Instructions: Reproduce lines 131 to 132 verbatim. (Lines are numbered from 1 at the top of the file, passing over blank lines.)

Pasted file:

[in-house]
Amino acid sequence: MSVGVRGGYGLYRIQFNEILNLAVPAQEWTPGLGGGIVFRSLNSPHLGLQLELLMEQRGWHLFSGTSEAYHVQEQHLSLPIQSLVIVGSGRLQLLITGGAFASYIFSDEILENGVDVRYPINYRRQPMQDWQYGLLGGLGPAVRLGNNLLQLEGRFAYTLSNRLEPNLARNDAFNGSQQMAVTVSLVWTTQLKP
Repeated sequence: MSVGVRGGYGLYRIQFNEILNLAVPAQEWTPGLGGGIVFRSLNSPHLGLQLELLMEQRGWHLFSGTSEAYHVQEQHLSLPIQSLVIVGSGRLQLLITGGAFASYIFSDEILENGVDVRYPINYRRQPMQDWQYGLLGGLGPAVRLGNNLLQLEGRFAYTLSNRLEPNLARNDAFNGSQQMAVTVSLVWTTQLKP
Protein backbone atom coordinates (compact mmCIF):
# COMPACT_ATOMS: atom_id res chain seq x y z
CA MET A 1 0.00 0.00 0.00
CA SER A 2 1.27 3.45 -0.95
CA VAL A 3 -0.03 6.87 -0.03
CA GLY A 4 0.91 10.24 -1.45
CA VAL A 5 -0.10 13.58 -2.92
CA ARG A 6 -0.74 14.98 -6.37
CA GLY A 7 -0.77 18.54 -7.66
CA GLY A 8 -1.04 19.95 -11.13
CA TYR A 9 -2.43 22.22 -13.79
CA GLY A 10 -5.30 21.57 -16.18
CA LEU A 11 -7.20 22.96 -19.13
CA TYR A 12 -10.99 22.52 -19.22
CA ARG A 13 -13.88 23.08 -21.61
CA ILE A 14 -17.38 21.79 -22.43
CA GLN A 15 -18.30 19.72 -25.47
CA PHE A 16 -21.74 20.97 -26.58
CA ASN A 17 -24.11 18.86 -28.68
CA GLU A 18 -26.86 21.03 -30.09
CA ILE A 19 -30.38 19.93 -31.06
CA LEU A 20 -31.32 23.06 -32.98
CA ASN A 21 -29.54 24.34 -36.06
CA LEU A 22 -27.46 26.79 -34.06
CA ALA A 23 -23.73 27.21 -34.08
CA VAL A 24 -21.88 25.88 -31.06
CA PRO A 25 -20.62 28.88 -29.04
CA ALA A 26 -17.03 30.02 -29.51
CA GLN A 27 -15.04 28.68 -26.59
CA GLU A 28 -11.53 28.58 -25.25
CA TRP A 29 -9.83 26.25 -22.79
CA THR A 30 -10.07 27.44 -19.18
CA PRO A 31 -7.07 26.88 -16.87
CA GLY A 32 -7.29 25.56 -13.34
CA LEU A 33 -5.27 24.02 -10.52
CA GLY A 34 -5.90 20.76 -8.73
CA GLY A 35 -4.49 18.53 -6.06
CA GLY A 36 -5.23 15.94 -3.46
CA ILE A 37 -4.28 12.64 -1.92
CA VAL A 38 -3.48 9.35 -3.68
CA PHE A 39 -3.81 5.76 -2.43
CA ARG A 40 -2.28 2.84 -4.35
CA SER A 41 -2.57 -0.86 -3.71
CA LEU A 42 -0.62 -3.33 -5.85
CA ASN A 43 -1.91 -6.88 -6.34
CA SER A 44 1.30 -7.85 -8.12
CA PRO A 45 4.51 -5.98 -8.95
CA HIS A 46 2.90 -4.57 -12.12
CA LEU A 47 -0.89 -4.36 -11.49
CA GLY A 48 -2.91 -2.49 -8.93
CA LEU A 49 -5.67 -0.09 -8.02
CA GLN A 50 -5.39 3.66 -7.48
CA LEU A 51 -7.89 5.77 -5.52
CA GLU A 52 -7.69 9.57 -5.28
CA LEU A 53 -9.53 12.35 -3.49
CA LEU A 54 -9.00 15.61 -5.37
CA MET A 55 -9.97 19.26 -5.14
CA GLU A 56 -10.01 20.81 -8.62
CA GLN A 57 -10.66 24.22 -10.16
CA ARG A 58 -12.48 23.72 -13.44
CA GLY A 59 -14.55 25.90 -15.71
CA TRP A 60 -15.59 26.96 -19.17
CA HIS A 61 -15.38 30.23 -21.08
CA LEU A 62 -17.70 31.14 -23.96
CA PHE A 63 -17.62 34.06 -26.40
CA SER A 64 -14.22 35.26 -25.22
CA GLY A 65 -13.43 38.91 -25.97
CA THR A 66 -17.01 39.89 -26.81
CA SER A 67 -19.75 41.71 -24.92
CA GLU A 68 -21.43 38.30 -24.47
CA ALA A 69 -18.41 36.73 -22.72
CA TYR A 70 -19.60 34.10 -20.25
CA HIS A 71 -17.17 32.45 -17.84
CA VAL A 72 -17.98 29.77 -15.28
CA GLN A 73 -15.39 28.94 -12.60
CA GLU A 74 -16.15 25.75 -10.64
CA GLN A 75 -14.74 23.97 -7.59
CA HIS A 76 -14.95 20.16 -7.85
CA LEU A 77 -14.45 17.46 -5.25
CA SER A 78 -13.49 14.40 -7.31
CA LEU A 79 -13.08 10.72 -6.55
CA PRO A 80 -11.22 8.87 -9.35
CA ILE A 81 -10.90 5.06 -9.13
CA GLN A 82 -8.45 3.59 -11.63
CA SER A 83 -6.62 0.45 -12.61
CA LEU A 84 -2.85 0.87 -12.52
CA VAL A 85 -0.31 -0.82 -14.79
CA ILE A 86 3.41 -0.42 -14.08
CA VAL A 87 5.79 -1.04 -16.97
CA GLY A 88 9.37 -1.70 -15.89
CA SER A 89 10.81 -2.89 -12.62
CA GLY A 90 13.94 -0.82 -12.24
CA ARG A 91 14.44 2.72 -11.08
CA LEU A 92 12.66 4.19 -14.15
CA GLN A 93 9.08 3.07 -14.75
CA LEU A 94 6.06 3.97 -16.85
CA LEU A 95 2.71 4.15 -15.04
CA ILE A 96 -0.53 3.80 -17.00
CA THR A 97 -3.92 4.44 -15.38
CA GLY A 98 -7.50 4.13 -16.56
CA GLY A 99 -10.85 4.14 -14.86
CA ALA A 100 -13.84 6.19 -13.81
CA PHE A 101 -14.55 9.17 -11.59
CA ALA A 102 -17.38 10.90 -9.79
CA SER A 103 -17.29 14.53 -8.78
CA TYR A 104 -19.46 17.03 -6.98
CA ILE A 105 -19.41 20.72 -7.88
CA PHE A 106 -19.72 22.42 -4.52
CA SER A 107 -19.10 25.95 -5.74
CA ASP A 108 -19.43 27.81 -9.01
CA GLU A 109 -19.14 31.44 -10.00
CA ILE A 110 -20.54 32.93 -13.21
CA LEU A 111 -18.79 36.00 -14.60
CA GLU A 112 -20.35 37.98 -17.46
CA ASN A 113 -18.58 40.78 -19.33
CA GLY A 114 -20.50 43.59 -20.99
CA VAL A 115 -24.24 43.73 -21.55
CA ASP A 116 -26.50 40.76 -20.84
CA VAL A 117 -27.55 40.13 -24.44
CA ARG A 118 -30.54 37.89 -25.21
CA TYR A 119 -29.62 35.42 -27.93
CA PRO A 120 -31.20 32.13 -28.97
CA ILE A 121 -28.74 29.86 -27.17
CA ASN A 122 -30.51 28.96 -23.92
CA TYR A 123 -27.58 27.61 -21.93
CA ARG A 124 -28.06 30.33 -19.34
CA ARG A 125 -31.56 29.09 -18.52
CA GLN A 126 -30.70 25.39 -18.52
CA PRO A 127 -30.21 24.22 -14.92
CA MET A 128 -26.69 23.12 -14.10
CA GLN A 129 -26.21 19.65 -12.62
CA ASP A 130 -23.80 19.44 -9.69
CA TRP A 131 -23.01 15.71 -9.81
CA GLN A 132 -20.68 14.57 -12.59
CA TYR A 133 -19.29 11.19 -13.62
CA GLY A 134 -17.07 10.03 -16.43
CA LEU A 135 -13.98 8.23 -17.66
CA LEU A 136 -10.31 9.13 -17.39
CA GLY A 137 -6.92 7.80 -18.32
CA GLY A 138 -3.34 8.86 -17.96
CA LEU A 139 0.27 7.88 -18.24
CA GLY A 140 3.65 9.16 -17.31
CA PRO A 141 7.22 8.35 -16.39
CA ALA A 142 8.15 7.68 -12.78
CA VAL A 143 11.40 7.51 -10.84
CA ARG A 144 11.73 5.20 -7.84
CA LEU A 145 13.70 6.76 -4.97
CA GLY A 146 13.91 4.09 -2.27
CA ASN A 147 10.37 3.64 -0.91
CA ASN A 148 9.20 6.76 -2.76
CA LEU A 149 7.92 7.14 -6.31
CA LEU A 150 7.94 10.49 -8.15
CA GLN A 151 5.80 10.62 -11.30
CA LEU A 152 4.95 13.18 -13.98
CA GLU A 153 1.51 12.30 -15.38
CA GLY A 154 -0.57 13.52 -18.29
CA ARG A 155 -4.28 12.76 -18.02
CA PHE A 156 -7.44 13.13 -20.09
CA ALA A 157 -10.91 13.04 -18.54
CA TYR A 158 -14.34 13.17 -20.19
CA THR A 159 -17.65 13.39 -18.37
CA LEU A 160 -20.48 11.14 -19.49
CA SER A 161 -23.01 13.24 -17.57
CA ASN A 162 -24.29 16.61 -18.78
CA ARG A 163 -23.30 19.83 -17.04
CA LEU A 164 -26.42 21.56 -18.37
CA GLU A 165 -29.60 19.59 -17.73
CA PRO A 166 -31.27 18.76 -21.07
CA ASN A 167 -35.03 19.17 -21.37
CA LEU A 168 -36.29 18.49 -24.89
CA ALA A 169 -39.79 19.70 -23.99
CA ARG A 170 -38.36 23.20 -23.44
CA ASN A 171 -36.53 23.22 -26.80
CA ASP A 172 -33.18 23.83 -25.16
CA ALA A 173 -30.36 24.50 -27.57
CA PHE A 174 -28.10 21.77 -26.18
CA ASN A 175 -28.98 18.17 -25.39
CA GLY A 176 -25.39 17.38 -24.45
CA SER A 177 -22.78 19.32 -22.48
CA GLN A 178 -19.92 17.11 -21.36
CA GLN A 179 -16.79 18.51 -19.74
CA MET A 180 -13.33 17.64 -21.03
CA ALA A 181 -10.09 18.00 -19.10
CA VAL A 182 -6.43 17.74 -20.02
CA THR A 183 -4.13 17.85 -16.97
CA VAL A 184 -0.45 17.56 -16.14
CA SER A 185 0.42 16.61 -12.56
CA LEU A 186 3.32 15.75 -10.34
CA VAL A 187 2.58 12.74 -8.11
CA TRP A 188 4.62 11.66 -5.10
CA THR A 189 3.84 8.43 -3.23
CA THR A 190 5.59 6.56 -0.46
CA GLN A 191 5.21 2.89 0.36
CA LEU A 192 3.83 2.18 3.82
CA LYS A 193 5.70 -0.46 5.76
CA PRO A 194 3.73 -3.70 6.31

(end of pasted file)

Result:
CA GLN A 126 -30.70 25.39 -18.52
CA PRO A 127 -30.21 24.22 -14.92